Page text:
I did not ask to be this way, and it’s not something I’m glad for or proud of. It’s very inconvenient to be missing the gene that says kids are inherently cute and funny no matter whether they are attempting to start fires, defecating in their pants, doing something that they have discovered will frustrate adults, or making a crayon drawing of your pet. My life would be much easier if I liked being around them all, and I have tried to like it. It’s like trying to like a food you must force down. It is like telling yourself that discomfort is joy, edginess is relaxation, cardboard is food. I wish them great educations, lots of adventures, good friends, drug avoidance, full safety and very happy lives, with which I’m increasingly willing to intersect as they age toward maturity. If I had to work at a school, I would rather be the night janitor than a teacher. Night janitors perform a key job to help education happen, and by then the kids would be gone, rather than in my classroom torturing me, knowing that I couldn’t actually discipline them and they could get away with making my job hell. People know when they hit a vulnerable spot, and kids learn it early, long before most of them learn that gratuitous cruelty is not a character strength.

When my wife wants to mess with me, she talks about starting a daycare in our house. She thinks it’s funny. Yuk yuk, what a card. Everyone slap your knees.

As for me, I think it’s pretty funny that I am now editing a book on parenting.

The authors made a good choice in the sense that I’m completely unequipped to debate their parenting concepts. Life has taught me that ‘bad mommy’ is this enormous bugaboo for mothers. They’ll come to blows with the one who even implies Bad Mommy. They’ll yowl that they are Good Mommies, even if their junior Satans are out-of-control unbearable (not just to me, but to normal people). They’ll follow obsessive, fearful childcare regimes in order to avoid even a hint of Bad Mommy. Not that they don’t also do much out of pure maternal love, of course; surely so. I’m not saying that Bad Mommy drives all their decisions. I am saying that in many cases, I smell fear as an additional motivator.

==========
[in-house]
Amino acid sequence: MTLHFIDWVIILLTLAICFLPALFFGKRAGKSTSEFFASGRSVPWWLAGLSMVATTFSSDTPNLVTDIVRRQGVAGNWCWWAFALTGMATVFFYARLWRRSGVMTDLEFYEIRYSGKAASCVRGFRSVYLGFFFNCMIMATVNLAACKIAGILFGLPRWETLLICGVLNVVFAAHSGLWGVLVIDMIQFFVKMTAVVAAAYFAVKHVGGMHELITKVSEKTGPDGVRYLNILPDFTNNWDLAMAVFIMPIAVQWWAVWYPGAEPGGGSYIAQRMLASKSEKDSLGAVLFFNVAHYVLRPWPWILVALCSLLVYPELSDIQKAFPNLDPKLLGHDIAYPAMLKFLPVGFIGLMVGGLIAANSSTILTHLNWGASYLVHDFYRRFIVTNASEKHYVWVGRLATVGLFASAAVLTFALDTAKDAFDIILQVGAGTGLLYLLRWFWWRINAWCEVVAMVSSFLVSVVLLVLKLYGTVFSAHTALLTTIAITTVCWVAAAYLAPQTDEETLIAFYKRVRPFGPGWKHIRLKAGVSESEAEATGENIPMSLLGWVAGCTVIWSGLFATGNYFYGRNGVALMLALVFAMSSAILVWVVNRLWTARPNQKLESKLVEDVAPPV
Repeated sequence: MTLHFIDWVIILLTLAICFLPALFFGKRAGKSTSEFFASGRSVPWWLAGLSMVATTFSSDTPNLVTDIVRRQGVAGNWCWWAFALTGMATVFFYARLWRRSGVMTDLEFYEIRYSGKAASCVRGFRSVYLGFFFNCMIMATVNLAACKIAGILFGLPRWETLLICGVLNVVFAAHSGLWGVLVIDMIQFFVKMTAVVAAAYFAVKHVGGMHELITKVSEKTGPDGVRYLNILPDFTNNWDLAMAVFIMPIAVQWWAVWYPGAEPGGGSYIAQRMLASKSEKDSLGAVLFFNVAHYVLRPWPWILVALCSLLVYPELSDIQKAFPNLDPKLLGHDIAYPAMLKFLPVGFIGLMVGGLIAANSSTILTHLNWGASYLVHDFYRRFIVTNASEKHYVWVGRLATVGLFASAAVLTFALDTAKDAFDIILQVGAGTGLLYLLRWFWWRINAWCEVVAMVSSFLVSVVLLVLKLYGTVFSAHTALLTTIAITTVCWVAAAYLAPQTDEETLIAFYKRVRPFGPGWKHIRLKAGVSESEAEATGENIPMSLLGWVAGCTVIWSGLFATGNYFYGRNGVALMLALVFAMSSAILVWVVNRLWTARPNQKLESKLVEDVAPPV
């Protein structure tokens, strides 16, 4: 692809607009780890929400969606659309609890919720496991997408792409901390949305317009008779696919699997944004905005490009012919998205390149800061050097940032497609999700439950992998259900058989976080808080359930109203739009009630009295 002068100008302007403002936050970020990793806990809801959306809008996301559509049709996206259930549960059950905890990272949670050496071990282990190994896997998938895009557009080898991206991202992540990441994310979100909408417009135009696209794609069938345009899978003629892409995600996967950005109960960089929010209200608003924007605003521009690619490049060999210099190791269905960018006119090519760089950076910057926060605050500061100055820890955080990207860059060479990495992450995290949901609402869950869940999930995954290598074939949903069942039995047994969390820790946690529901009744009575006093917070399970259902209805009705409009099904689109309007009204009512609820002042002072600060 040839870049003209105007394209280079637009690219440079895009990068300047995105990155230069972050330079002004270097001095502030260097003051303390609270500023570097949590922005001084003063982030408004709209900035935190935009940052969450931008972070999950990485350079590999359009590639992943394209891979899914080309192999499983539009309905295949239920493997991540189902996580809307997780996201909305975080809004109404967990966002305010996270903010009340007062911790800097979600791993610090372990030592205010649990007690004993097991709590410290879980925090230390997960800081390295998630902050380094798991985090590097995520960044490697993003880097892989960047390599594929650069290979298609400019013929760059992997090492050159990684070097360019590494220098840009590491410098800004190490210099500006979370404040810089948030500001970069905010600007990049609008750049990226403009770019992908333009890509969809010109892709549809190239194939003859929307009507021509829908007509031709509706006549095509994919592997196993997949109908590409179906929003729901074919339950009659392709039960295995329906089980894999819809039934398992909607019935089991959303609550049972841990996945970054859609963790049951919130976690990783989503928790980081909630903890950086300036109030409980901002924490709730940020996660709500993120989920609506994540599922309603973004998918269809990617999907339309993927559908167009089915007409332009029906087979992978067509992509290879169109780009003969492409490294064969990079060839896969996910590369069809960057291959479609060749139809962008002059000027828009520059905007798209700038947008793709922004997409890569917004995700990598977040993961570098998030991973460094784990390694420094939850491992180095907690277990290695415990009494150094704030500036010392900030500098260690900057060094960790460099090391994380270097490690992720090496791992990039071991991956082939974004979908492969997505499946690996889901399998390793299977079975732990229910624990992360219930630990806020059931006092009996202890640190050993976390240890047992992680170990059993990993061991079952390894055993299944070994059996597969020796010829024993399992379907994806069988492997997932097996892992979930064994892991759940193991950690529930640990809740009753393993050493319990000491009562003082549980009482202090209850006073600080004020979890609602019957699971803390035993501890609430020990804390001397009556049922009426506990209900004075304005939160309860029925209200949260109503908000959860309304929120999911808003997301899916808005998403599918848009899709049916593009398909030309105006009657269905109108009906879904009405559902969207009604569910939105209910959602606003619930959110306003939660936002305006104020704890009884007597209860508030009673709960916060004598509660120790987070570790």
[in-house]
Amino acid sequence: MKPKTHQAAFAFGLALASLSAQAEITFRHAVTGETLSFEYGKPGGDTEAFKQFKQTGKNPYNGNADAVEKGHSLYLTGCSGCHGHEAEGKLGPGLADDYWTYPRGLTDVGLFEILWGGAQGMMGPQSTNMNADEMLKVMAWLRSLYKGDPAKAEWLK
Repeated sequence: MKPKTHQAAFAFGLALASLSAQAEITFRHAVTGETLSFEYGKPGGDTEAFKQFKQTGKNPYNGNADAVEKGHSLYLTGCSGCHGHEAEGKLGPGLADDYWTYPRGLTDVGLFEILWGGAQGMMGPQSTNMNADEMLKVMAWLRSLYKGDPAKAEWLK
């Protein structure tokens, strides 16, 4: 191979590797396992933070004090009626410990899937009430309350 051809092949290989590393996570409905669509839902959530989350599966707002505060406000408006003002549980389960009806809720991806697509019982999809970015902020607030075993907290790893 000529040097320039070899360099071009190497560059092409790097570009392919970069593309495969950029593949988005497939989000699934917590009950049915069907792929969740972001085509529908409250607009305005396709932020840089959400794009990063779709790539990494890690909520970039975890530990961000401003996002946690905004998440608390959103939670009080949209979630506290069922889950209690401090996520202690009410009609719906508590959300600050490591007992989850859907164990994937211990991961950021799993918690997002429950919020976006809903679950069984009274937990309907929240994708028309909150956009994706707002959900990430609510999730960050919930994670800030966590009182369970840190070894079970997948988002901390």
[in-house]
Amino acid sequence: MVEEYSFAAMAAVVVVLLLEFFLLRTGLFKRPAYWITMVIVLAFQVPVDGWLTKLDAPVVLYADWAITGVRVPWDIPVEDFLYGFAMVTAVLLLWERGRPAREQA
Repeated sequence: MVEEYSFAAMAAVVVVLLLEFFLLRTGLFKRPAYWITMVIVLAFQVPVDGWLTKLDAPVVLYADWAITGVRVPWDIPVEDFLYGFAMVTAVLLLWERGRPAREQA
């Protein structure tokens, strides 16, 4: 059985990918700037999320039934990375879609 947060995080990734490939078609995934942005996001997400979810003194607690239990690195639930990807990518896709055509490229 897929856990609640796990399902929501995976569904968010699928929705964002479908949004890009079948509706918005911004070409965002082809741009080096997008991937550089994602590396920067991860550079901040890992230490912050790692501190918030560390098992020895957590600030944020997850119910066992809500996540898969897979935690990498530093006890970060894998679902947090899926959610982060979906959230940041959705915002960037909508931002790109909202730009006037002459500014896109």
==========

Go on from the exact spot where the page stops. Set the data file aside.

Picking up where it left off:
Bad Mommy is even a pack behavior. I used to write for a product review site called Epinions. At Epinions, there was a clique I called the Mommy Platoon. The Mommy Platoon could give you 1000 words on a diaper pail without giggling. Sippy cups were serious business. They kept offsite message boards dedicated to gang-rating reviews they deemed to take parenting insufficiently seriously. They said appalling things to people in comments. Singly, they were cravens, but with the company of a cult of mutual reassurance, they found a form of gangster courage. One of their most devastating bullying weapons was Bad Mommy, used without remorse to bring other women to tears, simply for seeing parenting differently. A number of us, with goodwill and empathy, wrote reviews that made light of parenting and its issues and products, honestly hoping to bring the readership (including the Mommy Platoon) a few good laughs. Laugh about parenting? That was as popular with the Mommy Platoon as bomb jokes are with airport security. I think a majority of the mothers at the site despised the Mommy Platoon.  In the end, a key factor driving many of us away from Epinions was this Mommy Platoon, which evidently never learned the lesson mentioned above about gratuitous cruelty. One lesson I took away from that experience was just how dramatically Bad Mommy will influence a mother’s actions and outlook. I feel for them. I’d hate to have that hanging over me.

Bad Mommy is probably a positive thing in at least one sense. Motherhood is exhausting and endless, and it doesn’t have very many breaks. Perhaps when parenting needs doing in spite of how she feels, at times, Bad Mommy is the lash that drives her onward to do what is needed in spite of her being her own person with her own pains, emotions, desires, and so on. I’m glad I don’t know for sure. I wouldn’t want her job. I could in no way do it, and I marvel that she can.